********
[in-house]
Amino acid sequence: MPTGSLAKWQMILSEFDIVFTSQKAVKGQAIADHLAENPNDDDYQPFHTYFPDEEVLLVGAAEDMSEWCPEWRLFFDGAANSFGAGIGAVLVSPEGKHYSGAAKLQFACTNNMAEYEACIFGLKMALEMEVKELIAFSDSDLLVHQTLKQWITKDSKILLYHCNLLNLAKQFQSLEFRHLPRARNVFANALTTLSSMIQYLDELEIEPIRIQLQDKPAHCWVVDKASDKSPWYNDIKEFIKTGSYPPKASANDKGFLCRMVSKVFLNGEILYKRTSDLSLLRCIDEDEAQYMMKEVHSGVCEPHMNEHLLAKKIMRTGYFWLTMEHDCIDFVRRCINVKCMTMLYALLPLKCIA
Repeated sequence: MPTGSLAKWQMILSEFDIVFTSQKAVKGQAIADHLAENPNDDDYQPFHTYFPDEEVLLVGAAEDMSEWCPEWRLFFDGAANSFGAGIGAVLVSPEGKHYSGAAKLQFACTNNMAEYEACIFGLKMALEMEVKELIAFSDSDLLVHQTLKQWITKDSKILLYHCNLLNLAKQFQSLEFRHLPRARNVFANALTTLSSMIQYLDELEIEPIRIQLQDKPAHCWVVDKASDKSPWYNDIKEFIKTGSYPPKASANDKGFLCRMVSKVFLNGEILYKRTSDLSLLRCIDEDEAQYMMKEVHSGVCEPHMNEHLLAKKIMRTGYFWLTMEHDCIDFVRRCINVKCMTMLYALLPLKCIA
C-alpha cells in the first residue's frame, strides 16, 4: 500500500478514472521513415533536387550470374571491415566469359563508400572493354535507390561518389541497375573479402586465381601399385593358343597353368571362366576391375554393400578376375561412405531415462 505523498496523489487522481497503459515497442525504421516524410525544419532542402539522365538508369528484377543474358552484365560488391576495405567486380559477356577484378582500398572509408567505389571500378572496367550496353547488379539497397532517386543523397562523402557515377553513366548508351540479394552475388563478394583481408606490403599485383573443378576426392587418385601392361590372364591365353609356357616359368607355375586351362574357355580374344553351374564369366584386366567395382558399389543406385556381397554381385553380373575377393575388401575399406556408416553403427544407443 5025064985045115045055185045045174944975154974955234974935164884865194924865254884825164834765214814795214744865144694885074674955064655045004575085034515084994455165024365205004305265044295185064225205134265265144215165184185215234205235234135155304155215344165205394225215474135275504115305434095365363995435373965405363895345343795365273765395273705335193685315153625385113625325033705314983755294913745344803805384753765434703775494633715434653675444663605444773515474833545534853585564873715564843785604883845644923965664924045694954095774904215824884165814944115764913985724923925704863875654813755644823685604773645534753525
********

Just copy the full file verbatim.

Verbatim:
[in-house]
Amino acid sequence: MPTGSLAKWQMILSEFDIVFTSQKAVKGQAIADHLAENPNDDDYQPFHTYFPDEEVLLVGAAEDMSEWCPEWRLFFDGAANSFGAGIGAVLVSPEGKHYSGAAKLQFACTNNMAEYEACIFGLKMALEMEVKELIAFSDSDLLVHQTLKQWITKDSKILLYHCNLLNLAKQFQSLEFRHLPRARNVFANALTTLSSMIQYLDELEIEPIRIQLQDKPAHCWVVDKASDKSPWYNDIKEFIKTGSYPPKASANDKGFLCRMVSKVFLNGEILYKRTSDLSLLRCIDEDEAQYMMKEVHSGVCEPHMNEHLLAKKIMRTGYFWLTMEHDCIDFVRRCINVKCMTMLYALLPLKCIA
Repeated sequence: MPTGSLAKWQMILSEFDIVFTSQKAVKGQAIADHLAENPNDDDYQPFHTYFPDEEVLLVGAAEDMSEWCPEWRLFFDGAANSFGAGIGAVLVSPEGKHYSGAAKLQFACTNNMAEYEACIFGLKMALEMEVKELIAFSDSDLLVHQTLKQWITKDSKILLYHCNLLNLAKQFQSLEFRHLPRARNVFANALTTLSSMIQYLDELEIEPIRIQLQDKPAHCWVVDKASDKSPWYNDIKEFIKTGSYPPKASANDKGFLCRMVSKVFLNGEILYKRTSDLSLLRCIDEDEAQYMMKEVHSGVCEPHMNEHLLAKKIMRTGYFWLTMEHDCIDFVRRCINVKCMTMLYALLPLKCIA
C-alpha cells in the first residue's frame, strides 16, 4: 500500500478514472521513415533536387550470374571491415566469359563508400572493354535507390561518389541497375573479402586465381601399385593358343597353368571362366576391375554393400578376375561412405531415462 505523498496523489487522481497503459515497442525504421516524410525544419532542402539522365538508369528484377543474358552484365560488391576495405567486380559477356577484378582500398572509408567505389571500378572496367550496353547488379539497397532517386543523397562523402557515377553513366548508351540479394552475388563478394583481408606490403599485383573443378576426392587418385601392361590372364591365353609356357616359368607355375586351362574357355580374344553351374564369366584386366567395382558399389543406385556381397554381385553380373575377393575388401575399406556408416553403427544407443 5025064985045115045055185045045174944975154974955234974935164884865194924865254884825164834765214814795214744865144694885074674955064655045004575085034515084994455165024365205004305265044295185064225205134265265144215165184185215234205235234135155304155215344165205394225215474135275504115305434095365363995435373965405363895345343795365273765395273705335193685315153625385113625325033705314983755294913745344803805384753765434703775494633715434653675444663605444773515474833545534853585564873715564843785604883845644923965664924045694954095774904215824884165814944115764913985724923925704863875654813755644823685604773645534753525